Out Magazine’s Subversive Celebration of Successful White Men

This morning I read OUT Magazine’s annual OUT100, which they describe as their “annual salute to the year’s most inspiring [LGBT] people.” The list is beautifully photographed and compiled, and includes all sorts of people; soldiers, models, chefs, artists, journalists, students.

It also includes 19 women. Of the one hundred most inspiring LGBT people of the year, apparently less than a fifth are female. Also, for the record, there are six people on the list who aren’t white.

Thanks a heap community that primarily defines itself as tolerant and inclusive.

P.S. For the purposes of this post, anyone the magazine describes using feminine pronouns is considered to be a woman.

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3 thoughts on “Out Magazine’s Subversive Celebration of Successful White Men

  1. That’s really disappointing. I’m not sure why but it always annoys me more when people who should understand from first hand experience how bad discrimination is also discriminate. When I was in first year a boss of mine was gay and sometimes quite racist and I think it annoyed me more then if he were straight because I felt as a man who had spent a lot of his life put under pressure for being different he should at least understand how horrible it is to be treated unequally. I’m not sure if that’s a reasonable stance for me to take though, possible he took out his perceived inadequacy he felt on other weakness as a way of dealing with his sexual orientation, he was the kinda man that I imagine would have much rather been straight, and he certainly worked in a company and grew up in a country where his life would have been significantly easier, and sadly didn’t have your or most of our mutual friends strong character. Anyway that’s just what comes to mind, think most people would agree that this is a bit shit.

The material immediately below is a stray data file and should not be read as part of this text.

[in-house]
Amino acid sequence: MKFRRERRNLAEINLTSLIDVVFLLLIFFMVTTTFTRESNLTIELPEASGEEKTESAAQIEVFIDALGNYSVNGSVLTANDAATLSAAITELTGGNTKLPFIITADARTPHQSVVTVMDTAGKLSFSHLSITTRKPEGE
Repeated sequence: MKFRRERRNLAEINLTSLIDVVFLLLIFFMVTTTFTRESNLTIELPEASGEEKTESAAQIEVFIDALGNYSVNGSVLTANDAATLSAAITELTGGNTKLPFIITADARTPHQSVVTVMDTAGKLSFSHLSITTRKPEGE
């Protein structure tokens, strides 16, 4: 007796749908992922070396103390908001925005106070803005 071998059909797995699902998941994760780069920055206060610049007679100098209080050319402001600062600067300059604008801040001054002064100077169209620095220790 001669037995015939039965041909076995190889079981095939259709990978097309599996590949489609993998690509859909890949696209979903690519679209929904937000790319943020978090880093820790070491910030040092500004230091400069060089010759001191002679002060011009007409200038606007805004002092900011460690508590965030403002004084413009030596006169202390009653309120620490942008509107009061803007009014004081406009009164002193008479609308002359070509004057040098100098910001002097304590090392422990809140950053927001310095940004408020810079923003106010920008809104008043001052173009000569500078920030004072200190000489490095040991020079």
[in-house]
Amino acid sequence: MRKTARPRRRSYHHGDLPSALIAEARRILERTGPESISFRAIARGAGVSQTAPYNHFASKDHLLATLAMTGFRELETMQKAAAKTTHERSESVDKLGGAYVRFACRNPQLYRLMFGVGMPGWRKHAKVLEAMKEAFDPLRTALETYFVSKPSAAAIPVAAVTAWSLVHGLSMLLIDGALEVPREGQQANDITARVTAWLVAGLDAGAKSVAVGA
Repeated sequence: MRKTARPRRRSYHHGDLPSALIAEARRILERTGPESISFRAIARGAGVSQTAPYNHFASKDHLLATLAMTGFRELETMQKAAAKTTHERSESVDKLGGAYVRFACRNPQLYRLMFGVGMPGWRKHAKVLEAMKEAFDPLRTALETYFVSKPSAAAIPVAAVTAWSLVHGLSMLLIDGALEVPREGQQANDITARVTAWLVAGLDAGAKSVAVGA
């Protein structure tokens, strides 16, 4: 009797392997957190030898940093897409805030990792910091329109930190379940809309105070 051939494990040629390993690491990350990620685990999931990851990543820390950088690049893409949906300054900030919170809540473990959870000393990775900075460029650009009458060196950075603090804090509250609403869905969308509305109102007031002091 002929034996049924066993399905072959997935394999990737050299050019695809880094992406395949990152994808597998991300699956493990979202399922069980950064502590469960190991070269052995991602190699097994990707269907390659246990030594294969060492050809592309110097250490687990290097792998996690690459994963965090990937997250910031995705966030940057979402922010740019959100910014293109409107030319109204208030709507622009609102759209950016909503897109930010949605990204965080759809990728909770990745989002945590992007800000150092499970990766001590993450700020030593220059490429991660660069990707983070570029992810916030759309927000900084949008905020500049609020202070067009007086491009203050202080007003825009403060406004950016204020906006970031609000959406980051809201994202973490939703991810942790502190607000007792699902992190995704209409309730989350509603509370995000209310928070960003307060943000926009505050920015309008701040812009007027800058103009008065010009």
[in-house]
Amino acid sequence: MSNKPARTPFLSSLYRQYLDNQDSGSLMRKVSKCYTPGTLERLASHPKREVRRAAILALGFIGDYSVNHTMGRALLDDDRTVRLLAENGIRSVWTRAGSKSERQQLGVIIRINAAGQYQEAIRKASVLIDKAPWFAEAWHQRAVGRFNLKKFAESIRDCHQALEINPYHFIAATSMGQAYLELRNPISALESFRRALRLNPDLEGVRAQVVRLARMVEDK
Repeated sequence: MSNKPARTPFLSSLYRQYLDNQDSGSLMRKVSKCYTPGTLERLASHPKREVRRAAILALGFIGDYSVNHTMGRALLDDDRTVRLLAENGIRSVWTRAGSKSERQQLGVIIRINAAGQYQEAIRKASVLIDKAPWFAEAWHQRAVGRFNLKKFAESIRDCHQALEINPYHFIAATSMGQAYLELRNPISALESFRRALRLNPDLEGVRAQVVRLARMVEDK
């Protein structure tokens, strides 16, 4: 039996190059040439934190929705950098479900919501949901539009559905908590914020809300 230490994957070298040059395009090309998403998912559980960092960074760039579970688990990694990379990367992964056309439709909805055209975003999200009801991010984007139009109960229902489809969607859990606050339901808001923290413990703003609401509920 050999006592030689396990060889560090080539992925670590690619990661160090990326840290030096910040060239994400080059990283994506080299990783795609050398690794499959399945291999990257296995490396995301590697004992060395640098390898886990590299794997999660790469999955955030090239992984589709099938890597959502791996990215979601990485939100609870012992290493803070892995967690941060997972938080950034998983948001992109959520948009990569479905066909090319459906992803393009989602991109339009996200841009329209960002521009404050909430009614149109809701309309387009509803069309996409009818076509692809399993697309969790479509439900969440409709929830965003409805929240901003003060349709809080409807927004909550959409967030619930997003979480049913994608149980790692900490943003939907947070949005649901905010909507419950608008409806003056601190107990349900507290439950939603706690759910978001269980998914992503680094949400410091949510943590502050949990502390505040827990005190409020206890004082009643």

• Anthony, I agree that its a complex issue. I knew an Asian kid at school who used to tell “Paki” jokes, and it broke my heart every time, because I knew he was using the bullies language to fit in and it seemed to work. I don’t think we can put pressure on any one group to be more or less tolerant than others – we are all one society and where heterosexism is currency, it would seem everyone is fallible. Damn you, human condition!

      • Yeah you’re completely right. I have a tendency when I read things like this to give people the benefit of the doubt, often when they don’t deserve it, and my simple point was really that not understanding the affect of what you’re saying isn’t an excuse when you know what it is to be in a minority. But then as you say there is pressure to fit in that don’t affect those in the majority as much, it is all complex and a sad.

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